Updated: Jul 21, 2020
You are a customer service representative approaching the end of your eight-hour shift. Rest is on the horizon; you can taste your next meal, feel the relief of changing out of your uniform. Just as you wrap up for the day, you encounter the most cantankerous customer ever! Their tone is all wrong, they aren't satisfied with the product, the cow jumped over the moon. It seems that this one inconvenience unraveled their entire day. What do you do? Politely pass them on to another representative that has more than thirty minutes to spare in their shift or steal this trick to make your customer happy?
At this point, most persons would have passed this customer on like a hot baton in a relay race. These persons, however, aren't privy to this quick trick that when used correctly, de-escalates most aggravated customers within minutes. What could be so simple but seems to evade those in the customer service field repeatedly? Empathy!
Empathy? What is it and what does it have to do with this scenario? Miriam-Webster defines empathy as 'the action of understanding... and vicariously experiencing the feelings..of another without having the experience fully communicated in an objectively explicit manner'. In layman's terms, truly understanding what someone is going through without having gone through it with them.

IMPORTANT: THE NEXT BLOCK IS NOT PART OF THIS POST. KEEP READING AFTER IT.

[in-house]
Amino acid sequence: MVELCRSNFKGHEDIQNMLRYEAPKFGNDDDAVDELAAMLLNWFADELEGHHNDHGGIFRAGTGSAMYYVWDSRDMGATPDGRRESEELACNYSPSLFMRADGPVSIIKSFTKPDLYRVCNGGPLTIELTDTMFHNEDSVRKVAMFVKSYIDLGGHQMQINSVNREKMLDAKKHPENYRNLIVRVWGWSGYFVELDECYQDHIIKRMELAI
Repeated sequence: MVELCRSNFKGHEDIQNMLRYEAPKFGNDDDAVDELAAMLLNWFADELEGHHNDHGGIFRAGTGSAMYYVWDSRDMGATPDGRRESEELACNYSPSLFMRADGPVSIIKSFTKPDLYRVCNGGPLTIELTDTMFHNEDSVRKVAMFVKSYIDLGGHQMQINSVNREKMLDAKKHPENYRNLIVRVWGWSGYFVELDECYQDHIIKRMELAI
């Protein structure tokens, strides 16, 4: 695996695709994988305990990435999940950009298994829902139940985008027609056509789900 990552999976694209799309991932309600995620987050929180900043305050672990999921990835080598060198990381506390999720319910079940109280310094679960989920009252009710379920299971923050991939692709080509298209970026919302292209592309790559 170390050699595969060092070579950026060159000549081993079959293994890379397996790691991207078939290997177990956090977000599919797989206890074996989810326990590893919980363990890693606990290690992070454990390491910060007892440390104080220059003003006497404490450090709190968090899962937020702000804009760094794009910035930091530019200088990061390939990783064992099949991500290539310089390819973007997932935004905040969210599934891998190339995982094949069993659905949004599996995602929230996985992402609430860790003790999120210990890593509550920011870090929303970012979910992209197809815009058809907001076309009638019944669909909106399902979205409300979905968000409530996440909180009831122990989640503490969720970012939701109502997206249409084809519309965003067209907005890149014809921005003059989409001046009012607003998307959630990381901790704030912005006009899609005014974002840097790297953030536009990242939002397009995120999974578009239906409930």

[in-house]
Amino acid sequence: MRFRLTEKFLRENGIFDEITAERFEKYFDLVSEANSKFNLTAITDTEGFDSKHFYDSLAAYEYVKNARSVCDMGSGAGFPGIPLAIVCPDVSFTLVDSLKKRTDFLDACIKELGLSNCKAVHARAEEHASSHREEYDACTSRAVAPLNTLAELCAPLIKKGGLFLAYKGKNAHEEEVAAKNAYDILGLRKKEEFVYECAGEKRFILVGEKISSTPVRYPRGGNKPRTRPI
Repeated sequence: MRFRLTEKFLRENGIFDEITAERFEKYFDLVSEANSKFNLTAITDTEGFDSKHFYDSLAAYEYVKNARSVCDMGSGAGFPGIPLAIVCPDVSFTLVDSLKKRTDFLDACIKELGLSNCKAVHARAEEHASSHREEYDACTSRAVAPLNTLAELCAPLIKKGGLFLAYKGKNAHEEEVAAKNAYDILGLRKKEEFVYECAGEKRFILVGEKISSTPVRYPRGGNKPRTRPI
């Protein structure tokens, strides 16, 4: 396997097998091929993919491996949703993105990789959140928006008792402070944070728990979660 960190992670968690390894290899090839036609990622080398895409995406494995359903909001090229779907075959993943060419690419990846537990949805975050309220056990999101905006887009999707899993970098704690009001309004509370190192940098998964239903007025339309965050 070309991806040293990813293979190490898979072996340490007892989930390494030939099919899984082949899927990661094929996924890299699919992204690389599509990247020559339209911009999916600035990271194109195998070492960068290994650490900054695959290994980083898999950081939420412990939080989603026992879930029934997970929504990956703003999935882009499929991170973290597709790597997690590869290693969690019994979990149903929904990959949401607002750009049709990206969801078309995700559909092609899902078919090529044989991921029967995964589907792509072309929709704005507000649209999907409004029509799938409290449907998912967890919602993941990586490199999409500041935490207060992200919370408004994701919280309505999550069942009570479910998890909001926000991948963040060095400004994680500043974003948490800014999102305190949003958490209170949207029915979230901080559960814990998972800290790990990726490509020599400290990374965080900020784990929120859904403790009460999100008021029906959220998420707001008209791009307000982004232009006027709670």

How could having empathy change this scenario? To have empathy, you first have to actively listen to your customer. For example, the cow did not jump over the moon, but rather the customer was trying to explain that they'd searched for this product at several locations and after finally tracking it down at your store, was disappointed to find the seal broken.
After listening, the empathetic customer service representative with twenty-nine minutes to spare in their shift would then apologize for the inconvenience that this must of cost the customer and then provide the solution of locating either a replacement from storage, calling ahead to other locations to confirm if it is in stock or speaking with management to offer the customer a discount to encourage retention of a valued client.
Just as you can picture yourself at the end of your shift and anticipate the feelings thereafter, picture the frustration of your customer and understand how you would feel if you were in their shoes. I guarantee this trick will make your customers happy and leave you with time to spare.